Q-Networks for Binary Vector ActionsThis paper was accepted at Deep Reinforcement Learning Workshop, NIPS 2015

# Q-Networks for Binary Vector Actions††thanks: This paper was accepted at Deep Reinforcement Learning Workshop, NIPS 2015

Naoto Yoshida
Tohoku University
Aramaki Aza Aoba 6-6-01
Sendai 980-8579, Miyagi, Japan
naotoyoshida@pfsl.mech.tohoku.ac.jp
###### Abstract

In this paper reinforcement learning with binary vector actions was investigated. We suggest an effective architecture of the neural networks for approximating an action-value function with binary vector actions. The proposed architecture approximates the action-value function by a linear function with respect to the action vector, but is still non-linear with respect to the state input. We show that this approximation method enables the efficient calculation of greedy action selection and softmax action selection. Using this architecture, we suggest an online algorithm based on Q-learning. The empirical results in the grid world and the blocker task suggest that our approximation architecture would be effective for the RL problems with large discrete action sets.

Q-Networks for Binary Vector Actionsthanks: This paper was accepted at Deep Reinforcement Learning Workshop, NIPS 2015

Naoto Yoshida Tohoku University Aramaki Aza Aoba 6-6-01 Sendai 980-8579, Miyagi, Japan naotoyoshida@pfsl.mech.tohoku.ac.jp

## 1 Introduction

One of the big challenges in reinforcement learning (RL) is learning in high dimensional state-action spaces. Recent advances in deep learning technologies have enabled us to treat RL problems with the high-dimensional state space, and it achieved an impressive result in general game playing tasks (e.g. ATARI game plays) [1].

Even though several approaches are suggested for RL with continuous actions [2][3], RL with a large action space is still problematic, especially when we treat binary vectors as representations of the actions. The difficulty is that the number of actions exponentially grows as the length of the binary vector grows. Recently, several approaches have been used to tackle this problem. Sallans & Hinton suggested an energy-based approach in which restricted Boltzmann machines [4] were adopted in the algorithm and their free energy was used as the function approximator [5]. Heess et al. followed their energy-based approach and investigated natural actor-critic algorithms with energy-based policies by RBMs [6]. Although energy-based approaches are known to be effective in large discrete domains, exact action sampling is intractable due to the nonlinearity of the approximation architecture. Hence, an energy-based approach samples actions by Gibbs sampling.

However, the Gibbs sampling-based action selection is computationally expensive and requires careful tuning of the parameters. Also, because of the intractability of the exact sampling of greedy actions, no Q-learning-based online off-policy RL algorithm has so far been proposed for the large discrete action domain. From this background, we treat this issue and suggest novel architecture for the off-policy RL with the a large discrete action set.

## 2 Preliminaries

### 2.1 Markov Decision Process and Reinforcement Learning

The value-based reinforcement learning algorithms utilize the Markov decision process (MDP) assumption. The MDP is defined by a tuple . is the state set, is the action set, is the transition probability , where is the next state given a state-action pair . Finally is the average reward function and is the reward sample.

In the value-based RL, the action-value function is defined by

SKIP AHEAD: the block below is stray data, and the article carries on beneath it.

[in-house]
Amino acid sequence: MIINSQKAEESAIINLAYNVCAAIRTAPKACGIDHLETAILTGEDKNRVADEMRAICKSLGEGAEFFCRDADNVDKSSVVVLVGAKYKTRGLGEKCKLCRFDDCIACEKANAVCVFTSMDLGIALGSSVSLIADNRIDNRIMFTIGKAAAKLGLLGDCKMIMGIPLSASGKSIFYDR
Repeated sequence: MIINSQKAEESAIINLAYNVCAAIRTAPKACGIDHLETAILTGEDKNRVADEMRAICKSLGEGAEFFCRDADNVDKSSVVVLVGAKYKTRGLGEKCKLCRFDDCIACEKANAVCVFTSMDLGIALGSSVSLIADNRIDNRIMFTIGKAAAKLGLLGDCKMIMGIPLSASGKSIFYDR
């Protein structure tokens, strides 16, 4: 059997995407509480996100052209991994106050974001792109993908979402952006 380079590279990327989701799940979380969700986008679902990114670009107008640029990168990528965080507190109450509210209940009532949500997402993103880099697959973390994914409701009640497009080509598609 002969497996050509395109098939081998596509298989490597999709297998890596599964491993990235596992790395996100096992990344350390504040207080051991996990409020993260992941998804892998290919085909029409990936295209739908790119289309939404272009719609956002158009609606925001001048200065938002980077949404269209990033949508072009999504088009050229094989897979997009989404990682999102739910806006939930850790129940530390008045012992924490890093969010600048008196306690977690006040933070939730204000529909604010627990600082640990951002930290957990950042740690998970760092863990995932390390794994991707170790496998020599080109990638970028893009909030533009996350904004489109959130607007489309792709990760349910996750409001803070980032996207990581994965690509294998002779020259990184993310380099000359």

Qπ(s,a)=Eπ[∞∑t=0γtrt∣∣s0=s,a0=a], (1)

here, is the discount factor. In value-based RL, we look for the optimal policy that maximizes the action-values for every state-action pair. Q-learning is an algorithm for finding the optimal policy in MDP [7], and the advantage of Q-learning is its off-policy property: the agent can directly approximate the action-value of an optimal policy while following the other policy .

Although Q-learning is guaranteed to approximate optimal action-values when we use the tabular functions in a discrete state-action environment [8], tabular function-based approaches become quickly inefficient for RL with large state-action spaces. Then, function approximations become necessary in such domains.

### 2.2 Q-learning with Function Approximation

In the Q-learning algorithm with function approximations, we approximate the optimal value function by the function where is the parameter of the function.

The gradient-based update of the function calculates the gradient of the error function

 L=12(T−Qθ(s,a))2, (2)

where is the target signal. Then, the gradient of the error is obtained by

 ∂L∂θ=−(T−Qθ(s,a))∂Qθ(s,a)∂θ. (3)

The target signal in the Q-learning is given a transition sample . Then the direction of the parameter update is given by

 Δθ = −∂L∂θ (4) = (r+γmax^aQθ(s′,^a)−Qθ(s,a))∂Qθ(s,a)∂θ. (5)

The first term of the product in the second equality is called the TD error. Using this gradient, the stochastic gradient descent or more sophisticated gradient-based algorithms are used for approximating the optimal action-value function [9][10].

The Q-learning-based gradient requires the max operation of given a state. In the previous research with small discrete action sets, this max operation were tractable. However, if the actions are composed of binary vectors or factored representation [5][11], the number of total actions exponentially grows and quickly become intractable.

## 3 Proposed Method

In this study, we assume that the function approximation is done by the multi-layer perceptrons (MLPs) parameterized by . To efficiently calculate the max operations in Q-learning with a large discrete action space, we propose the network architecture of MLPs shown in Figure 1. In this architecture, the outputs of the network are composed of a continuous scalar variable and continuous vector variable . In this study, we approximate the action-value function by the linear function with respect to the action vector:

 Qθ(s,a) = Ψθ(s)+K∑i=1aiϕiθ(s) (6) = Ψθ(s)+a⊤ϕθ(s) (7)

Here, is the action represented by the binary vector, and is the -th component of the action.

The gradient of the function is given by